Wanna see me do the whole thing in Management Studio, starting with an empty query window and writing the whole thing out from scratch live? This session is for you.
I’ll teach all of the concepts without a single slide. You’ll still want to print out this 5-page PDF so you can understand the index pages I’m referring to onscreen – it’ll make a world of difference. This was be a lively live-stream session on my Twitch channel full of questions and jumping-off-topic demos: if you prefer a rigidly structured, not-meandering session, stick with the conventional version of this session.
Part 1 (50m)
We start with the clustered index on the Users table in StackOverflow, then gradually layer queries in, talking about execution plans, STATISTICS IO, and why queries probably look different between production & development:
Part 2 (30m)
Now that you’re done with part 1, let’s switch to SELECT *, add an ORDER BY, and see how SQL Server struggles with repeated queries. To make ’em go faster, we’re gonna need an index, so we build one of those too.
Part 3 (28m)
We finished part 2 by adding a nonclustered index. Now, let’s see all the ways that makes our query go faster. Then, we’ll add more columns to our query so that the index isn’t covering anymore, and we’ll force SQL Server to make a tough decision: do lots of key lookups, or just scan the table? Then we’ll learn how SQL Server uses statistics to make that decision.
Part 4 (13m)
We finished part 3 with two similar-looking queries that produce very different behavior: one does a seek, and the other does a scan. Now you’ll learn why, plus add yet another index to make this query go faster, and then discuss the drawbacks of too many indexes.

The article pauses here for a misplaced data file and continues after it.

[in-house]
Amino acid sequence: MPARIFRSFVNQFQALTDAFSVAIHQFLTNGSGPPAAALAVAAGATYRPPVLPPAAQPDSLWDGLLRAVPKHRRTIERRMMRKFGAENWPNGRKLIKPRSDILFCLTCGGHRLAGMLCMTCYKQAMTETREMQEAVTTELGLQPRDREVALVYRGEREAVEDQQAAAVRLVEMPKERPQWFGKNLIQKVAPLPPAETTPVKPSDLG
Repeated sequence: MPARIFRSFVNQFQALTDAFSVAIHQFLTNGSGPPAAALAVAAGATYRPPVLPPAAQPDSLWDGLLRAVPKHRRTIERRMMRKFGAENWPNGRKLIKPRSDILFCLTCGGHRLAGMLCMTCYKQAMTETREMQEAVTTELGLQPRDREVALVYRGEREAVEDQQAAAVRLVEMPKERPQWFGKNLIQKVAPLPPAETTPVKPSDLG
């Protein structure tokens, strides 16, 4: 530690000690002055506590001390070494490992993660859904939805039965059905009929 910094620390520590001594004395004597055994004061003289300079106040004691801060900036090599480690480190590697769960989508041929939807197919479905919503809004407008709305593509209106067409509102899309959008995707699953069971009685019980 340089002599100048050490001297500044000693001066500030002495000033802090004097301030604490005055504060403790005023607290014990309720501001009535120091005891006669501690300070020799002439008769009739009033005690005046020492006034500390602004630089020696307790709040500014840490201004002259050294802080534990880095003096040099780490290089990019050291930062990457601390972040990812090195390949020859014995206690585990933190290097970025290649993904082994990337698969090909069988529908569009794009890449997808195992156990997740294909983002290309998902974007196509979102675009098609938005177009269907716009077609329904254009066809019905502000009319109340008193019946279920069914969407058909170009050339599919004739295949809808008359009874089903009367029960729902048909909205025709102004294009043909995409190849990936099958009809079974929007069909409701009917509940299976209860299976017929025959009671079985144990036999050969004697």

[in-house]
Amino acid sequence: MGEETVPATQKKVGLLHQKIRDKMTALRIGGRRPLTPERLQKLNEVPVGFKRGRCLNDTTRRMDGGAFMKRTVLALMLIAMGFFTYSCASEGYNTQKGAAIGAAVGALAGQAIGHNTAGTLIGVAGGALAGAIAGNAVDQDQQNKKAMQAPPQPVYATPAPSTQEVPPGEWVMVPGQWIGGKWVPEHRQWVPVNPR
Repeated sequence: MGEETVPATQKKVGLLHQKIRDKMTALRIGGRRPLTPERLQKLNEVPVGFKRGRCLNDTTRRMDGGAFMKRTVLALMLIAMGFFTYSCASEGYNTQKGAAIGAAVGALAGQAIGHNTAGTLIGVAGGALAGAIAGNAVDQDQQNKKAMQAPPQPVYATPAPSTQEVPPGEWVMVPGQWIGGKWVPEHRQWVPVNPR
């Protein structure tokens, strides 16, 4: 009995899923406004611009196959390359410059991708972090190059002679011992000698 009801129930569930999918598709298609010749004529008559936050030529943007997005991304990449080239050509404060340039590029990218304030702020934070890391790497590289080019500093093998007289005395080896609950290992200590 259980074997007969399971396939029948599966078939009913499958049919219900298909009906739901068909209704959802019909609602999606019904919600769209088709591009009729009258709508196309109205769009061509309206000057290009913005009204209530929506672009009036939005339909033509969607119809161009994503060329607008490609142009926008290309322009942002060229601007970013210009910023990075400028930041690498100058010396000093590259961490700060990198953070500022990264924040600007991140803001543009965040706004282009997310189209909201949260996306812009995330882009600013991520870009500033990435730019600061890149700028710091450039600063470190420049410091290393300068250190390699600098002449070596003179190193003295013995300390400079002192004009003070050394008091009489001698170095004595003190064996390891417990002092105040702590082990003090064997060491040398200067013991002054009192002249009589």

While you’re stuck inside wondering if you’ll ever be able to attend a user group meeting again, I’m giving you free access to training materials that your boss probably wouldn’t have been nice enough to buy you anyway. So far this week, we’ve covered DBCC CHECKDB,how to set up Ola Hallengren’s maintenance scripts, and restoring for oops deletes. Today, let’s talk about two common configuration issues. Don’t dilly-dally on these though: these blog posts will be online during May only, and they’ll disappear on June 1.
How to Configure TempDB (9m)
We joke that it’s like SQL Server’s public toilet, and just like a public toilet, you can make it a much nicer place if you … okay, you can’t make it much nicer. A little nicer, maybe.
Configuring and Using the Dedicated Admin Connection (DAC) (7m)
When you’re really desperate – no seriously, this isn’t a public toilet joke – and you need to get access to the SQL Server, and it’s not responding to connection requests, the Dedicated Admin Connection is like a…whoa, it’s like a public toilet, isn’t it? This is deep.
Configuring Lock Pages in Memory (6m)
This one’s shorter and sweeter – although isn’t everything sweeter than a public toilet – because maybe you shouldn’t actually configure this one. Erik talks about the pros and cons:
While you’re stuck inside wondering if you’ll ever be able to attend a user group meeting again, I’m giving you free access to training materials that your boss probably wouldn’t have been nice enough to buy you anyway. So far this week, we’ve covered DBCC CHECKDB, and today let’s talk about restores. Don’t dilly-dally on these though: these blog posts will be online during May only, and they’ll disappear on June 1.
Setting Up Ola Hallengren’s Maintenance Scripts (34m)
Ola Hallengren’s Maintenance Solution is the most popular free, open-source script for backups, corruption checking, and index maintenance. Maintenance plans are better than nothing, but Ola’s stuff is better than maintenance plans. Here’s how to set them up:
Sending Emails with Database Mail (10m)
You’ve got mail! It’s from your SQL Server. There’s corruption. You don’t wanna use database mail to send greeting cards, but you definitely wanna get alerted when all hell breaks loose – especially if you’ve got your monitoring software’s alert emails set up to go into a folder you never read.